Positive Balanced Riding & Classical Equitation/Groundwork

“Brutality begins where knowledge ends. Ignorance and compulsion appear simultaneously.” Charles de Kunffy

Our modern leisure riding has strayed so far away from the historical roots of classical equitation. As a direct consequence, it’s having a negative impact on our horses from both physical and emotional points of view.

The Classical Principles

Classical equitation has one fundamental purpose – to enhance the health of and prolong the soundness of the horse. This can only be achieved when a set of age-old principles are adhered to. My training, research, study, and experience over the years has developed a passion and hunger for nurturing these age-old principles of good biomechanically correct classical riding and training in both my students and their horses.

Equine Anatomy & Biomechanics

Biomechanics is a science. It is the study of the mechanics of a living body, which includes the forces exerted by muscles, fascia and gravity on the skeletal structure.  Mechanics of movement

What many horse riders aren’t aware of is that horses are not physically designed to carry somebody on their back. The presence of the rider’s weight perpendicular to their spine compromises their biomechanics and amplifies their existing imbalances by changing their centre of gravity and inhibiting the movement of their skeleton and legs.

When the horse feels out of balance because of the rider’s mere physical presence in the saddle, he tightens certain muscles and braces in order stay upright, which in turn leads to resistance and unhealthy movement patterns.

This bracing through muscle contractions reduces the range of movement of the horse’s joints resulting in shorter, choppier strides and more forceful impact with the ground. Ultimately this produces higher levels of wear and tear on both the joints and soft tissues which will worsen with time.

How often have you ridden a horse that you could describe as ‘tense’, ‘resistant’, ‘stiff’, ‘heavy in the hand’ etc. – the list of adjectives used to describe these feelings that we as riders experience is endless! These all describe unbalanced horses whose biomechanical function is impaired.

Natural Asymmetries

In addition to the biomechanical imbalances directly caused by the weight of the rider, just like us, horses also struggle with their own natural crookedness as a direct result of their in-born asymmetries. There are 7 different asymmetry areas which all contribute and produce even more resistance and imbalance when a rider is on board.  These asymmetries show up through the behaviours in our horses when they are ridden. Your horse may:
  • find it harder to turn to one side
  • fall in on a circle to the right and so the circle gets smaller
  • fall out on a circle to the left where the circle gets larger
  • cut corners on one rein
  • always lean more on one rein than the other
  • find it more difficult to pick up canter on one rein than the other
You may find you always need to work harder to keep him bent around your inside leg when going in that direction. Or maybe you have even experienced what tends to be described as bridle lameness – where the horse feels very slightly unlevel on one of its forelegs when moving on a smaller circle on one rein? All of these issues result from the horse’s in-born natural crookedness and asymmetry which are amplified even further by the weight of the rider. With time, it can even result in the horse developing quite severe and dangerous behaviours problems including but not limited to bucking, rearing, head tossing, striking, bolting etc. If we want to keep riding horses sound and healthy into their old age, we MUST counter these negative effects of carrying our weight on their back. We have to acknowledge, address and then work to minimise their natural asymmetries which will in turn improve the mechanics of their movement to produce even better balance, grace, suppleness and freedom of motion under the rider than without.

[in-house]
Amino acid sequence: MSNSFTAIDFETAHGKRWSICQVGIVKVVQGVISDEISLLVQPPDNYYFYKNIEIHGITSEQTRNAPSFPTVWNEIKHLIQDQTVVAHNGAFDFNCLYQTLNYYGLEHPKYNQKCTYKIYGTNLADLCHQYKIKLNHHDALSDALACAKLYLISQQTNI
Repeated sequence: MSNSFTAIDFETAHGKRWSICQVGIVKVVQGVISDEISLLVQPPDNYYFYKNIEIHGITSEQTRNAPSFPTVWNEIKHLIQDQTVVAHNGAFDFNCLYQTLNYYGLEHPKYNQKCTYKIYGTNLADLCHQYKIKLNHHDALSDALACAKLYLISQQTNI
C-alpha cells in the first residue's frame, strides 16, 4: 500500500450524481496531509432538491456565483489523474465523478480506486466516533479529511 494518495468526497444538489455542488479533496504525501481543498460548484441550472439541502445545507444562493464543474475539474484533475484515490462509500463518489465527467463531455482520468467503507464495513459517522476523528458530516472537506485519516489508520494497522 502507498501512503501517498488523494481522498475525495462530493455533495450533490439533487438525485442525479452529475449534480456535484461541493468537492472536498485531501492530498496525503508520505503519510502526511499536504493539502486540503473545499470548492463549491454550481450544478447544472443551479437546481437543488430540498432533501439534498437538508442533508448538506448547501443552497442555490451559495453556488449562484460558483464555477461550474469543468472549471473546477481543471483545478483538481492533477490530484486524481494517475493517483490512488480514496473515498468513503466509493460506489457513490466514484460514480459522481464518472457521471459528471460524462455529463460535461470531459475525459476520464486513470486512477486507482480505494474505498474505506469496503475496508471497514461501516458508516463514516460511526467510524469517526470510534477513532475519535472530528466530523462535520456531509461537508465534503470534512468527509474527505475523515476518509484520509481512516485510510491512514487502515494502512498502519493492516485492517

Rider Balance & Posture

The rider’s balance and posture is as important a focus as the horse’s.

Classical riding (whether on the flat or when jumping) is primarily concerned with the acquisition and development of a classical seat. Classical riders develop wonderfully light, responsive horses because they ride from their core. By developing this seat alongside understanding the impact our own body posture can have and how even slight variations in the way we hold ourselves effects the way the horse moves beneath us, we can begin to positively influence our horse’s balance simply by becoming more self aware within our own bodies.

We cannot expect our horses to achieve self-carriage if we are not body aware enough to be in self-carriage ourselves. 

These age-old classical principles are always at the heart of Jo’s coaching, whether it’s developing the horse’s balance and posture and/or the human’s, both on the ground and in the saddle. These foundation principles are those on which all good riding is built – the laws of balance and harmony.

Harmony can only be achieved when the horse and rider are resistance-free; resistance-free movement can only arise from being in a balanced posture and brace-free.

If you would like to organise an event or book live coaching, please contact Jo (link to the contact page) directly.